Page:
If you’re hearing a loud noise when your shower is on, it could be because of any number of things.
It might be the water heater, the pump, or even the plumbing.
In this article, we’ll explore some of the potential causes of this problem and offer some solutions.
Shower Making Loud Vibrating Noise
Is your shower making a loud vibrating noise? This can be so irritating.
Here are the likely causes of the loud vibrating noise from your shower, especially when turned on, and how you can fix the problem:
1. Water Pressure
The ideal water pressure for your shower should be about 40 to 60 psi. Lower pressure will cause the shower to give a whistling or humming sound. Higher pressure water passing through the shower will cause you to hear a rattling or vibrating noise.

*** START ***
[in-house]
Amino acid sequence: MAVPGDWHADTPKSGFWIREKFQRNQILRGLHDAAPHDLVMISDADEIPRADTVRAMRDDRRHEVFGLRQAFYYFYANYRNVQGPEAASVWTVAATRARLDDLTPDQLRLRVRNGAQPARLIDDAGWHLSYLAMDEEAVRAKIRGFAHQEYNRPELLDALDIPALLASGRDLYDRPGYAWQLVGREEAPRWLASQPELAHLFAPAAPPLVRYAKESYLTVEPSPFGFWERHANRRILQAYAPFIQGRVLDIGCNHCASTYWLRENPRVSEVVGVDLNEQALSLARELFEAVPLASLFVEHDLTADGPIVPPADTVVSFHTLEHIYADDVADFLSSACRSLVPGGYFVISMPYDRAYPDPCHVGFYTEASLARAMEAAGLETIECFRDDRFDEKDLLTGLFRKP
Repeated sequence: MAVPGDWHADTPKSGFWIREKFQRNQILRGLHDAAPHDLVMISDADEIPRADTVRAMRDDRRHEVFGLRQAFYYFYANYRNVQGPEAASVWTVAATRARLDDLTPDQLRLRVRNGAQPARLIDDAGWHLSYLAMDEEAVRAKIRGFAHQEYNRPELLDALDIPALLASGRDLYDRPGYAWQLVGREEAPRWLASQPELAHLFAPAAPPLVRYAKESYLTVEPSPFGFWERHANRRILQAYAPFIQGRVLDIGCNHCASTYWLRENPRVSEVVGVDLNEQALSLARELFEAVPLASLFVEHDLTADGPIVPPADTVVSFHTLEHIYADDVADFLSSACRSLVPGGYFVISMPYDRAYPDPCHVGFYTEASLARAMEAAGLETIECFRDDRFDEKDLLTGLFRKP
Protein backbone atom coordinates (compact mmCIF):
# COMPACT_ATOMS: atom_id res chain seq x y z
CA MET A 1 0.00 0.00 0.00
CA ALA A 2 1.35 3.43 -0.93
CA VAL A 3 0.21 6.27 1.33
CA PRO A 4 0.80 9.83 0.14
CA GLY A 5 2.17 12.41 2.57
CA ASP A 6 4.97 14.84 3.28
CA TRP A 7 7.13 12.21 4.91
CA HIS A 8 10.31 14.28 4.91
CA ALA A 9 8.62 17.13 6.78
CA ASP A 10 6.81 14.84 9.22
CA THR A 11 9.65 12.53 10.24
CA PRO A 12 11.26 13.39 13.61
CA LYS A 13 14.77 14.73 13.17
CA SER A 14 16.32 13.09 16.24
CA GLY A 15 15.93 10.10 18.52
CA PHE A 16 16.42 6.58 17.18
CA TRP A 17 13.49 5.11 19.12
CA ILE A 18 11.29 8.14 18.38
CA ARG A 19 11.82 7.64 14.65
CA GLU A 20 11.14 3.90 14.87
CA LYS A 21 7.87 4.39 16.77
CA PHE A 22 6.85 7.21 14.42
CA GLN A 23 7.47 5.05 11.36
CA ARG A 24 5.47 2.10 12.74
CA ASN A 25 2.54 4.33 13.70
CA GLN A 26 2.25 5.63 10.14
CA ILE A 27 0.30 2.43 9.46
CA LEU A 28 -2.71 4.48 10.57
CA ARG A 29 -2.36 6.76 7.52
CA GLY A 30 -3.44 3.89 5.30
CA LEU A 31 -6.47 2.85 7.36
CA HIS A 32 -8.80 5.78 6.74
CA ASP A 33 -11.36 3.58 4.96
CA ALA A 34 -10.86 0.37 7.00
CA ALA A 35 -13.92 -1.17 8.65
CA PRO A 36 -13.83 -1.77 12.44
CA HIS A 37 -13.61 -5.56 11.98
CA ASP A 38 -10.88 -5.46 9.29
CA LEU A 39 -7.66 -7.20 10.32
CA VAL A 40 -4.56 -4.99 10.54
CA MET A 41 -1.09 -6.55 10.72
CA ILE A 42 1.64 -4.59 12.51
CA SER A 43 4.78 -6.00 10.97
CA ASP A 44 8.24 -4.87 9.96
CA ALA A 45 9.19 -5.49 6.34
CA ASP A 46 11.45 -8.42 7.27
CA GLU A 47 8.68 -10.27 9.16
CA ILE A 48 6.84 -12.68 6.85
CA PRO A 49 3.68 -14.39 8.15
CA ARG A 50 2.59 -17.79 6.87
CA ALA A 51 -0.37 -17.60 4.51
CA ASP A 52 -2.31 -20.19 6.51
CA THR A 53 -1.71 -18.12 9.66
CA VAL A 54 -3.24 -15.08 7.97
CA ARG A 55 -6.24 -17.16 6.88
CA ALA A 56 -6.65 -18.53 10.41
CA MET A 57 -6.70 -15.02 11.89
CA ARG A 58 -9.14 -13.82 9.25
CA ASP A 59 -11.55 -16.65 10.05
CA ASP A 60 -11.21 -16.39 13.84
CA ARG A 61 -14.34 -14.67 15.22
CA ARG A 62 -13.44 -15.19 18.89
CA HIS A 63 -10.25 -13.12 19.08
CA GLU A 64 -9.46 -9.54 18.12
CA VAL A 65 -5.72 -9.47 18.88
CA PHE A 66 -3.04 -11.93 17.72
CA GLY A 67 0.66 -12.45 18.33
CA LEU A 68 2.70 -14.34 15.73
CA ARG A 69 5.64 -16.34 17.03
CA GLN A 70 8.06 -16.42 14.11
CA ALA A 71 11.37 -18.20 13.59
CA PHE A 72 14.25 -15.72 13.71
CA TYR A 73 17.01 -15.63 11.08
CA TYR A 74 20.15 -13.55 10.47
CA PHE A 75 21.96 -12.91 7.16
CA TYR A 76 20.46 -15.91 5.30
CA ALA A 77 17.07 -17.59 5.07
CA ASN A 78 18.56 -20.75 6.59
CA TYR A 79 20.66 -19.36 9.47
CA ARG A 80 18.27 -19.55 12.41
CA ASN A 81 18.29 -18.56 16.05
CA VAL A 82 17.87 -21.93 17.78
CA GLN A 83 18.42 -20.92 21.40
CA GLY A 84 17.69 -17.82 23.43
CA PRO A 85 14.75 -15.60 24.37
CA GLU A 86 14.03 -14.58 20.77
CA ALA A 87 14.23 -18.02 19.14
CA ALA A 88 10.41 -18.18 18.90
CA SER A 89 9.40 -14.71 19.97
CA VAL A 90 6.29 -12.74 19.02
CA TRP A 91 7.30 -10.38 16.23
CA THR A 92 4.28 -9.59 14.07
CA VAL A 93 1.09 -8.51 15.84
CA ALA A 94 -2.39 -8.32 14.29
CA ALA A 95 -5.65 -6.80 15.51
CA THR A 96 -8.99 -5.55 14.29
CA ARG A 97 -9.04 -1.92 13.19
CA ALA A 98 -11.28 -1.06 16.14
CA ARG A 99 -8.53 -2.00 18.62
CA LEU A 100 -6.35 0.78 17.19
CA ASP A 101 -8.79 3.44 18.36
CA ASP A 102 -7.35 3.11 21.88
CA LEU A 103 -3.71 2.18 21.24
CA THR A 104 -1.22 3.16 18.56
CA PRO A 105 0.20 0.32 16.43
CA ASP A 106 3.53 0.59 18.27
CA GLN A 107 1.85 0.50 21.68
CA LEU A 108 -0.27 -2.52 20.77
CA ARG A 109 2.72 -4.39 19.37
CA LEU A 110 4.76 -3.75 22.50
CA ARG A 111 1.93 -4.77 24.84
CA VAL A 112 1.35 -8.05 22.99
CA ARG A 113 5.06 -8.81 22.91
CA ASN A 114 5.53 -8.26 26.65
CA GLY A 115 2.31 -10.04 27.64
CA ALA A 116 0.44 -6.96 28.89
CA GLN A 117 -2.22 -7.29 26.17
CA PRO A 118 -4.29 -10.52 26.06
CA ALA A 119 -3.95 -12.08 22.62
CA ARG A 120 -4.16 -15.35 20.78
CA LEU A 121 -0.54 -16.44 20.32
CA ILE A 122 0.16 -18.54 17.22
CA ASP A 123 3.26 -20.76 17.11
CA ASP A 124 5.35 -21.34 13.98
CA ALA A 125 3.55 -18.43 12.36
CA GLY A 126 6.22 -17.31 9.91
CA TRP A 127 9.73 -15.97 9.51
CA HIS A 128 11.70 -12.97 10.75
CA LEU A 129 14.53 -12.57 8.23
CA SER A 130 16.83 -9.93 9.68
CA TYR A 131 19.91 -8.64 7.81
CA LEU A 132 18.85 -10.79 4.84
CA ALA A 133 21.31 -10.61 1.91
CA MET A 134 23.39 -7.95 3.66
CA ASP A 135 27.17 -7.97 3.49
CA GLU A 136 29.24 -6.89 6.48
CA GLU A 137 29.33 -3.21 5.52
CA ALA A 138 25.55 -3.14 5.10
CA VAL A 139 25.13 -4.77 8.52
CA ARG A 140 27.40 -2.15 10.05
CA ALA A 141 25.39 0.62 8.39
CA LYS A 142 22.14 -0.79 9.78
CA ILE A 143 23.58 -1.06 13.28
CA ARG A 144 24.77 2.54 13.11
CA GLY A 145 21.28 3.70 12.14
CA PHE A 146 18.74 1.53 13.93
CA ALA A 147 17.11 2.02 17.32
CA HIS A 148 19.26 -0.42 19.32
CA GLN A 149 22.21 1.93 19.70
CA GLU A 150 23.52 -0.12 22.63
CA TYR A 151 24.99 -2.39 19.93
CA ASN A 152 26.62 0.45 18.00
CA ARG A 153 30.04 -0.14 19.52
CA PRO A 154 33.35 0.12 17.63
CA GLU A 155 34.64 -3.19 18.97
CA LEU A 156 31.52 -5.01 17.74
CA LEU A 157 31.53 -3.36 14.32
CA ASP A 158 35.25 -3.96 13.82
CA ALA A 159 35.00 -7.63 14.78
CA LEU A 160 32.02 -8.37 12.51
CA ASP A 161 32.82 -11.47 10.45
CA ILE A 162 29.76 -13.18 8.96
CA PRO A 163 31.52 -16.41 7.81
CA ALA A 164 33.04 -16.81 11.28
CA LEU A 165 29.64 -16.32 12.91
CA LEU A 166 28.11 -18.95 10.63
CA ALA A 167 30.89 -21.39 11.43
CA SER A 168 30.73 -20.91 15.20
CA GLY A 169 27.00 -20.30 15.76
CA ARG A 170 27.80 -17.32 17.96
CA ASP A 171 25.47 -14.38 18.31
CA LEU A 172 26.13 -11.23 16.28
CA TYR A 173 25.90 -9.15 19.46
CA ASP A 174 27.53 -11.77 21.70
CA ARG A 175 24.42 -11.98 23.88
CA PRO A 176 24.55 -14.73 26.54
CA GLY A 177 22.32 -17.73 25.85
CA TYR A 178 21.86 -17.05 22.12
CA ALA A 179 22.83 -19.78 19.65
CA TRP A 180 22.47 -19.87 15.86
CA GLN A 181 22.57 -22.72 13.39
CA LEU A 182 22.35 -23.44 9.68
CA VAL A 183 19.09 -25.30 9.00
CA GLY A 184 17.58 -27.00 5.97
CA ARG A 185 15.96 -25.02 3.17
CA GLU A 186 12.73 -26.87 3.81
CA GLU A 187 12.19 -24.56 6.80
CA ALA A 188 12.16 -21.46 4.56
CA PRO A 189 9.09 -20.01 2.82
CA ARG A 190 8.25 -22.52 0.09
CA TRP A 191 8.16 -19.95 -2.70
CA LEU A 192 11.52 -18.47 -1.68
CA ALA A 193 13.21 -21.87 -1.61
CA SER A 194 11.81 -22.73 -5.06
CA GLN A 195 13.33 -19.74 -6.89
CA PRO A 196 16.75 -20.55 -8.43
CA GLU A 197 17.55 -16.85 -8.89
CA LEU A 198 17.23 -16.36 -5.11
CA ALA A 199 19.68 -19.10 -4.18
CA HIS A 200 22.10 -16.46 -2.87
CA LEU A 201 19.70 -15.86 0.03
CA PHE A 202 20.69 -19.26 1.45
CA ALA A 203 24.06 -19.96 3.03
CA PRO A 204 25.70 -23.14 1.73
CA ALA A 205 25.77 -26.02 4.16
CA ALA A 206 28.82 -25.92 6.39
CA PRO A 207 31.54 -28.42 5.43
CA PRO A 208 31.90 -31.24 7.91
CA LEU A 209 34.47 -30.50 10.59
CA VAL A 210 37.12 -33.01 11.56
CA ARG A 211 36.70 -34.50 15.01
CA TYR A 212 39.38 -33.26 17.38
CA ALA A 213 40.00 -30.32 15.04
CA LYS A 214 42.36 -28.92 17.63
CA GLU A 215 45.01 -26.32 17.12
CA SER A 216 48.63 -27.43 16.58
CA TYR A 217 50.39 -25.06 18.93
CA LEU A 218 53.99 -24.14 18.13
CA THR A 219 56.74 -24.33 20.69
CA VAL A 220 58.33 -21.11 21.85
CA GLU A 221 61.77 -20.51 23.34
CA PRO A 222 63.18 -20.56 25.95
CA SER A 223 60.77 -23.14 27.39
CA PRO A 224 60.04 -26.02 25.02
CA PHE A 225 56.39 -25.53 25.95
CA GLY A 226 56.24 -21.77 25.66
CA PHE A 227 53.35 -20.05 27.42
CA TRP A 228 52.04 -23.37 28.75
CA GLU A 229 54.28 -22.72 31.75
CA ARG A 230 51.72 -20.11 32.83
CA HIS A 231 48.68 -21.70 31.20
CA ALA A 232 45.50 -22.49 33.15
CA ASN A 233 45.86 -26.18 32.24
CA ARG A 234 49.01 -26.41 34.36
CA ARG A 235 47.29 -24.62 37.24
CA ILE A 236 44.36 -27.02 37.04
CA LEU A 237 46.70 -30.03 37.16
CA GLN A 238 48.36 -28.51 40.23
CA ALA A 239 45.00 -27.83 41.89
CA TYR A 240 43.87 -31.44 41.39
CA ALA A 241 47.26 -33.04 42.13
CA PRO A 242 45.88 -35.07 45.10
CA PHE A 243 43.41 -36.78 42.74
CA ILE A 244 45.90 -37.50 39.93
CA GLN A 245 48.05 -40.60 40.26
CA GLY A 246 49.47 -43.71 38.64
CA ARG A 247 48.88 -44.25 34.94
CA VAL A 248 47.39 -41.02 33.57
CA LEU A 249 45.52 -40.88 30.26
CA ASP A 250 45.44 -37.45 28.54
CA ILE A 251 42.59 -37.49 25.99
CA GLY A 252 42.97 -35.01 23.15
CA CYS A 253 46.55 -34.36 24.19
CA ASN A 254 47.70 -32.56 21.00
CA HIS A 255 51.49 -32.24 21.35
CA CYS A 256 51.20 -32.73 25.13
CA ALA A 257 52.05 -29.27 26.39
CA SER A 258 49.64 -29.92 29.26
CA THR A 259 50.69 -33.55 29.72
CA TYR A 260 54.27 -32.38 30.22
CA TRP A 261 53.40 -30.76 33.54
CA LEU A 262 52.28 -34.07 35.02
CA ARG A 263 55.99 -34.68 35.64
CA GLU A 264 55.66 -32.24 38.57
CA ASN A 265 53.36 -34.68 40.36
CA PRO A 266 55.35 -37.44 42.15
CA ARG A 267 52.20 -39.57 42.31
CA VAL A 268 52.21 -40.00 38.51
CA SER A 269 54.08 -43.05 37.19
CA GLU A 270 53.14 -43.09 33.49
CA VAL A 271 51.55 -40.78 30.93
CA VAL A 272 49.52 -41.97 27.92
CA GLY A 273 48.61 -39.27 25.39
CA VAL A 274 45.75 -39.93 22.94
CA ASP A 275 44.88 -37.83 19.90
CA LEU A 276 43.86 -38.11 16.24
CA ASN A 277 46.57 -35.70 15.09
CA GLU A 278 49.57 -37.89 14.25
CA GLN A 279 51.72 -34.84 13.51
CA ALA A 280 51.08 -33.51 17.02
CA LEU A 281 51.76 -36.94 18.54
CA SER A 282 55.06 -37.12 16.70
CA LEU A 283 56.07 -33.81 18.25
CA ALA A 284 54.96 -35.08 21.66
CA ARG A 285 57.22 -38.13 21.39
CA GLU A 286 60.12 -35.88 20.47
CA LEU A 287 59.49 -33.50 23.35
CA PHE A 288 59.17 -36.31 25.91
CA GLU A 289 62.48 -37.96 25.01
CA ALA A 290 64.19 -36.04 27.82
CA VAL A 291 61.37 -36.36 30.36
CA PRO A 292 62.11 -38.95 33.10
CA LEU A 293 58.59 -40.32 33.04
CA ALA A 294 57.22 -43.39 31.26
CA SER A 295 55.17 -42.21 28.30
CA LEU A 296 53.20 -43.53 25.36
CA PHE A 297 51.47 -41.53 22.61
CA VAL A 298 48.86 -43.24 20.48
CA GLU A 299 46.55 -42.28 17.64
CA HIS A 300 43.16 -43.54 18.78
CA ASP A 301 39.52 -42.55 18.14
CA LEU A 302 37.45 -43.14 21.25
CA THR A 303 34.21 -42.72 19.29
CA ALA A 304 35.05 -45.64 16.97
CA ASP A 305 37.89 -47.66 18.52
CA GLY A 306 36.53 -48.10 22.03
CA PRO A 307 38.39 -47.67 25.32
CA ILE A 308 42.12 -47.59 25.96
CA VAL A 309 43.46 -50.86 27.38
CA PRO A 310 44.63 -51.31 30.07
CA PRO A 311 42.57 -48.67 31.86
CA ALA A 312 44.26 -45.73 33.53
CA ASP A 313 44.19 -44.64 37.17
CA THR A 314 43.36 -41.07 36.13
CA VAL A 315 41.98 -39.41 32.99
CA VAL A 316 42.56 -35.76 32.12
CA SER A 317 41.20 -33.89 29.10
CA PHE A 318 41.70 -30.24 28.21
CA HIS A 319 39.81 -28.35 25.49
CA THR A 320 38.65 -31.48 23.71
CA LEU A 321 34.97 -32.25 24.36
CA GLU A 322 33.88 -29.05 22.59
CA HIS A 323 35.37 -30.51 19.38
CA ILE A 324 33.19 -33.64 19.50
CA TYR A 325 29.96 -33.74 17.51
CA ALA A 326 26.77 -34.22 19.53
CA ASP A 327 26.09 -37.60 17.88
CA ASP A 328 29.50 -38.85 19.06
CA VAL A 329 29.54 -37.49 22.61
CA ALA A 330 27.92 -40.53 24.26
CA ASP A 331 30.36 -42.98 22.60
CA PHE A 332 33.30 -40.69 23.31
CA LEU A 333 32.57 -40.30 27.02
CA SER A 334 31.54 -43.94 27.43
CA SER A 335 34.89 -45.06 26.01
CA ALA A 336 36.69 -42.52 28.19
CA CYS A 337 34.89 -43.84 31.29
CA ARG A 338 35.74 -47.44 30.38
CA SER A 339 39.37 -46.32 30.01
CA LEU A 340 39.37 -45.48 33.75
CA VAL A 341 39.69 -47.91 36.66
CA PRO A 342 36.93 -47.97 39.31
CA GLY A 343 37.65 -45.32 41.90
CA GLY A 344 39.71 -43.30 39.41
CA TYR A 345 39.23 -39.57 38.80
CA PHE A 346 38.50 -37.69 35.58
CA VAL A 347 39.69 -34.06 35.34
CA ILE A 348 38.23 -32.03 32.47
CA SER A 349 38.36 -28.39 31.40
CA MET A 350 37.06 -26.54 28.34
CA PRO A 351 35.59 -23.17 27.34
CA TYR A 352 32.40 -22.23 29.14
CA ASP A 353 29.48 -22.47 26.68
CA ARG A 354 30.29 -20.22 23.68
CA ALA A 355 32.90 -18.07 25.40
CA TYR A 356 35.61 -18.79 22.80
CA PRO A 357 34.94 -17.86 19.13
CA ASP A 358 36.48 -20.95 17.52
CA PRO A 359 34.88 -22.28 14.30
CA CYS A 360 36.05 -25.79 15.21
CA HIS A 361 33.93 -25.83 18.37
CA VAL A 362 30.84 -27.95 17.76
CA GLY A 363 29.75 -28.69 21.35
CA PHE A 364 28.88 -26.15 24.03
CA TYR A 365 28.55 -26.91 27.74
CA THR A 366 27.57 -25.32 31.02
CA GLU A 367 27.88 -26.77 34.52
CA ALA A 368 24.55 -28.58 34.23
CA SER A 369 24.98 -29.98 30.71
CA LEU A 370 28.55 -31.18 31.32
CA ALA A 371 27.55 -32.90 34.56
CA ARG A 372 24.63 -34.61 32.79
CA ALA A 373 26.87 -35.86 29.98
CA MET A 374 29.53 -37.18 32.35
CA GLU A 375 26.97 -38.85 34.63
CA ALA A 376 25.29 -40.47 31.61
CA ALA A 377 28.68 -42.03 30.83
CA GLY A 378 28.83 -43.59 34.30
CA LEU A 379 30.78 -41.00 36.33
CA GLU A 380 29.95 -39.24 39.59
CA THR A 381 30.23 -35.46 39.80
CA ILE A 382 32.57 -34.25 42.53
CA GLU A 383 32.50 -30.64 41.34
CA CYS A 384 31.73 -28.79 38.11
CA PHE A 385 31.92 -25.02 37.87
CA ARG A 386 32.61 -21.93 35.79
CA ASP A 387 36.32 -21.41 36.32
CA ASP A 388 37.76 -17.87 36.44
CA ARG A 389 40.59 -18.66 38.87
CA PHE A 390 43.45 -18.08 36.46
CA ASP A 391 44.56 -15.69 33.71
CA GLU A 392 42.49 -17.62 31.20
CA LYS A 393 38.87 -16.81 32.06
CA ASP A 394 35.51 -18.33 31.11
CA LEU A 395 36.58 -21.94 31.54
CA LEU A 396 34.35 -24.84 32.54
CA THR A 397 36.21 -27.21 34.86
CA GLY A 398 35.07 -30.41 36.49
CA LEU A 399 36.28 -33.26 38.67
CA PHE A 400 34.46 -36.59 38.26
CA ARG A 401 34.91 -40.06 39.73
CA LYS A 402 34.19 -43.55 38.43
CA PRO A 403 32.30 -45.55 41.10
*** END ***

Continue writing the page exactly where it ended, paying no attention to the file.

Low or high pressure in the shower can be caused by different reasons like the partial opening of the main valve, clogs, leakages, faulty faucets, and so on.
Check the main water supply valve to the shower. Perhaps, it’s partially closed. Open it fully by turning it completely counterclockwise to increase or clockwise to reduce the water pressure in the pipes.
Turn on the shower to see if the problem is fixed. Otherwise, check if the main water supply valve is connected to a water regulator. With a wrench, loosen the nut and adjust the bolt gently to fix the water pressure.
If doing this doesn’t fix the vibrating noise, water pressure is likely not the culprit. Move on to the next likely cause of the loud vibrating noise from your shower.
2. Clogs, Sediment, and/or Mineral Deposit in the Showerhead
Clogs, sediment, and/or mineral deposits in the showerhead can cause it to make a loud vibrating noise while running. This is a common issue in households with a hard water supply.